Information for suppliers on the Office of the Procurement Ombudsman

The Canadian International Trade Tribunal and the Office of the Procurement Ombudsman (OPO) work closely together to facilitate suppliers’ access to the organizations’ complaint review mechanisms. A memorandum of understanding governs this relationship and provides for continued cooperation between the Tribunal and OPO. 

Jurisdiction over procurement complaints

The Tribunal’s role in procurement review came about because of certain federal-provincial and international trade agreements. Later, Parliament created OPO to deal with certain matters that fall under the dollar-value threshold amounts of the Canadian Free Trade Agreement. 

There are three threshold amounts: one for procurements concerning goods, one for procurements concerning services, and one for construction contracts. These amounts change every two years.

The Tribunal has exclusive jurisdiction over complaints by foreign suppliers about designated federal government procurement processes under applicable trade agreements.

If you’re a Canadian supplier (i.e., you have a place of business in Canada), the Tribunal has jurisdiction over designated contracts beginning at $30,300 for goods, and $121,200 for services. OPO has jurisdiction regarding complaints about the award of certain contracts below these amounts.

Filing a complaint with OPO does not mean that a complaint has been filed with the Tribunal and vice versa. In other words, you must file your complaint with the appropriate organization. That being said, both organizations work closely together and coordinate efforts to help suppliers identify the proper recourse mechanism.

Information transmitted to the Office of the Procurement Ombudsman

You can transmit information to OPO directly or the Tribunal can do so for you.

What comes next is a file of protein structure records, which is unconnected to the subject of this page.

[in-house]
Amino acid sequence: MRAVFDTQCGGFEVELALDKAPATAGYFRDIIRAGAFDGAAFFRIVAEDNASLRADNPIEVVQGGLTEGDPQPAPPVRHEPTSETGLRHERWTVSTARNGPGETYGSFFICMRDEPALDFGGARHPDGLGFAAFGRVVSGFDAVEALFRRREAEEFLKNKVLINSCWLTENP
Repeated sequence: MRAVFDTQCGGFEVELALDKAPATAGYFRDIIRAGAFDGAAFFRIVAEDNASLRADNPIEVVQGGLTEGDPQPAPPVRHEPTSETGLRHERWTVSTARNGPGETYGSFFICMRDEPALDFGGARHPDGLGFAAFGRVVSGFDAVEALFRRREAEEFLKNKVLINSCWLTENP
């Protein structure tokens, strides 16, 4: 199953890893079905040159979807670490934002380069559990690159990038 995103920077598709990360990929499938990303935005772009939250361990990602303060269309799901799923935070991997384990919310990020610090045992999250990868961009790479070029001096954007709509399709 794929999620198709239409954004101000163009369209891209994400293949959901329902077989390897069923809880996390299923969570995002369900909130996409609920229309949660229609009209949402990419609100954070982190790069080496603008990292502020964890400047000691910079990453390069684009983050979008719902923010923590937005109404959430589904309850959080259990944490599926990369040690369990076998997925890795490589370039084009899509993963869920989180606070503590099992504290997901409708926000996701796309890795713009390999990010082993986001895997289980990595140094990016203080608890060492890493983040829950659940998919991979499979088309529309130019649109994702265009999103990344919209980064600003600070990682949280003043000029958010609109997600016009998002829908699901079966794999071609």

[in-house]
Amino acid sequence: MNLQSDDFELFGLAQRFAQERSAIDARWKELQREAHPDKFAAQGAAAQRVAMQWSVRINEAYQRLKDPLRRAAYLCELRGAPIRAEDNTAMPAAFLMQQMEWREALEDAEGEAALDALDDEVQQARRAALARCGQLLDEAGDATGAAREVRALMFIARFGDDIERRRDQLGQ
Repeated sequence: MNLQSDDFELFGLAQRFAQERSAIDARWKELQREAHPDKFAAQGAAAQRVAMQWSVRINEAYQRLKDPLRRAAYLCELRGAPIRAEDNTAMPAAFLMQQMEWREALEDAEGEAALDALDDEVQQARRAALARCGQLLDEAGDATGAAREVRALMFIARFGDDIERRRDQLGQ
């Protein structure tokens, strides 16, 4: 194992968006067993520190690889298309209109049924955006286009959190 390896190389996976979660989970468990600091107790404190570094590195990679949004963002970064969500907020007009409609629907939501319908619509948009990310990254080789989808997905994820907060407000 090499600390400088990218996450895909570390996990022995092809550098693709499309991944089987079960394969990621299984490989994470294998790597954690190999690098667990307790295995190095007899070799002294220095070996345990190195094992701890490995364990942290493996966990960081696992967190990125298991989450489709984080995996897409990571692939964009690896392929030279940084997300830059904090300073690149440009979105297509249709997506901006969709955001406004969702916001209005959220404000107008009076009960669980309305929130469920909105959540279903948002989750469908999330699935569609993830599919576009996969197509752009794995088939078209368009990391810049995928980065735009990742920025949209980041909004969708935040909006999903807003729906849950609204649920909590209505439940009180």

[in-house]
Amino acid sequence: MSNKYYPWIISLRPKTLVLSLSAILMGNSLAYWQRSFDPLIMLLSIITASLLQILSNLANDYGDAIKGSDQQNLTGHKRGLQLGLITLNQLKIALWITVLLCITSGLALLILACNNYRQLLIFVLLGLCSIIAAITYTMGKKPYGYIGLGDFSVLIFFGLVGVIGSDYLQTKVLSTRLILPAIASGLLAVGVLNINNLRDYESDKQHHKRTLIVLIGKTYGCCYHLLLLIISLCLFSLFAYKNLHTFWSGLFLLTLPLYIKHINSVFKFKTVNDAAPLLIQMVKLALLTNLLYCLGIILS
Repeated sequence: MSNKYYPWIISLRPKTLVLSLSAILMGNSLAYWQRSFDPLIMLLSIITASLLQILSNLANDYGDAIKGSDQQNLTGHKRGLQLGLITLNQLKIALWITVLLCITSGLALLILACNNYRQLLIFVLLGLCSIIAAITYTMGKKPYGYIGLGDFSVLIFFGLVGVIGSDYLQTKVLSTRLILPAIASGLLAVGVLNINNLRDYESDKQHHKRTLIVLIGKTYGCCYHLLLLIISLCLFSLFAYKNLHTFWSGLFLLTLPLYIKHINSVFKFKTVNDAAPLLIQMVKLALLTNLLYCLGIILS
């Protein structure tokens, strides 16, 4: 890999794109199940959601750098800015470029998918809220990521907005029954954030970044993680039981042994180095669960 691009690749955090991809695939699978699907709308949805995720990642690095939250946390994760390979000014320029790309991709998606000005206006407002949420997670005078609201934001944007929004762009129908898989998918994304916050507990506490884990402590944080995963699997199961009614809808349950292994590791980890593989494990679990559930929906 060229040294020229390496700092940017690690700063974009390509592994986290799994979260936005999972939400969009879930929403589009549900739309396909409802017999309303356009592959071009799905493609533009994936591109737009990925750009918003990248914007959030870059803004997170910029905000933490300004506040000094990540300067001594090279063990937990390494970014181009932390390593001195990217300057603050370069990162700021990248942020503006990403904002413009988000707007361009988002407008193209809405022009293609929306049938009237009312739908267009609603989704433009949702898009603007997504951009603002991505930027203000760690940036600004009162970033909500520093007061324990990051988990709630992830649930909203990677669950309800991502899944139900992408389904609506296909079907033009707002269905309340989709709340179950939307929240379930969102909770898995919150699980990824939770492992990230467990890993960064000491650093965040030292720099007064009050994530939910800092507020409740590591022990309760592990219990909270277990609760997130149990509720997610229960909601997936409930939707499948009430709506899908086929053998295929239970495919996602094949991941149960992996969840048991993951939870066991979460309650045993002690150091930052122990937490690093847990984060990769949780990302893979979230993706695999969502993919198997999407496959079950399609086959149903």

In the procurement complaint form, if you consented to the Tribunal transmitting to OPO certain information concerning your complaint, only the following information will be transmitted: 

  • your name, title, company affiliation (if any) and contact information; 
  • the solicitation or contract number relating to the complaint; 
  • the dollar value of the solicitation or contract; 
  • whether a contract has been awarded; and
  • a public summary of the grounds of your complaint against the relevant government institution.

Someone from OPO will contact you within one business day after receiving the information from the Tribunal, and you can contact OPO to follow up as well.

Deadlines for filing your complaint

There are strict deadlines for filing a complaint with the Tribunal or OPO. If you miss them, neither organization can respond to your complaint.

Processing your case

If you file a written complaint with OPO, a formal review of your complaint will be launched if it falls under the legislative mandate of the Procurement Ombudsman. 

If it concerns the Tribunal, it will be examined by a member of the Tribunal.

Getting help

OPO has intake officers and the Tribunal has registry officers who are available to guide you. They do not give legal advice and they are not decision makers. They can explain the process and help you make sure that your file contains all the information you’re required to provide by law.

Often, they’ll ask you to explain your situation in writing or to fill out certain parts of the complaint form that you may have missed. They may also ask you to provide various documents that you didn’t think about sharing but that you’ve referred to in conversation, or in other documents that you’ve already provided.

If you require help, you can contact the Registry of the Tribunal by telephone at 613 993 3595 or by email at, or OPO by telephone at 1 866 734 5169 or by email at